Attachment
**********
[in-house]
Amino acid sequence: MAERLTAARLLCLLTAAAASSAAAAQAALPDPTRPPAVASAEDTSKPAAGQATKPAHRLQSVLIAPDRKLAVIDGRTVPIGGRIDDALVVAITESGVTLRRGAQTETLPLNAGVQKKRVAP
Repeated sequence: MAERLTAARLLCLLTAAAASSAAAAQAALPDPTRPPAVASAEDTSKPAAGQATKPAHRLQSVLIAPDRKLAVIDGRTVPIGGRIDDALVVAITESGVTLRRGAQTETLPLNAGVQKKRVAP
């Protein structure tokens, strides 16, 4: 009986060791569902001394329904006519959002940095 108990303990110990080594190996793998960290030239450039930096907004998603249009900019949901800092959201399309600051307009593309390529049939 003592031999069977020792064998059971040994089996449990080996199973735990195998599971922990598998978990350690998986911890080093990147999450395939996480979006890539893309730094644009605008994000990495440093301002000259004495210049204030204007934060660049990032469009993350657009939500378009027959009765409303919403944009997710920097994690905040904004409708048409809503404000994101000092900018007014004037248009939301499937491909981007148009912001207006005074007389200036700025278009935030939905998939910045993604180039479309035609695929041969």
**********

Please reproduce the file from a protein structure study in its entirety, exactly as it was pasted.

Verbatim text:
[in-house]
Amino acid sequence: MAERLTAARLLCLLTAAAASSAAAAQAALPDPTRPPAVASAEDTSKPAAGQATKPAHRLQSVLIAPDRKLAVIDGRTVPIGGRIDDALVVAITESGVTLRRGAQTETLPLNAGVQKKRVAP
Repeated sequence: MAERLTAARLLCLLTAAAASSAAAAQAALPDPTRPPAVASAEDTSKPAAGQATKPAHRLQSVLIAPDRKLAVIDGRTVPIGGRIDDALVVAITESGVTLRRGAQTETLPLNAGVQKKRVAP
């Protein structure tokens, strides 16, 4: 009986060791569902001394329904006519959002940095 108990303990110990080594190996793998960290030239450039930096907004998603249009900019949901800092959201399309600051307009593309390529049939 003592031999069977020792064998059971040994089996449990080996199973735990195998599971922990598998978990350690998986911890080093990147999450395939996480979006890539893309730094644009605008994000990495440093301002000259004495210049204030204007934060660049990032469009993350657009939500378009027959009765409303919403944009997710920097994690905040904004409708048409809503404000994101000092900018007014004037248009939301499937491909981007148009912001207006005074007389200036700025278009935030939905998939910045993604180039479309035609695929041969």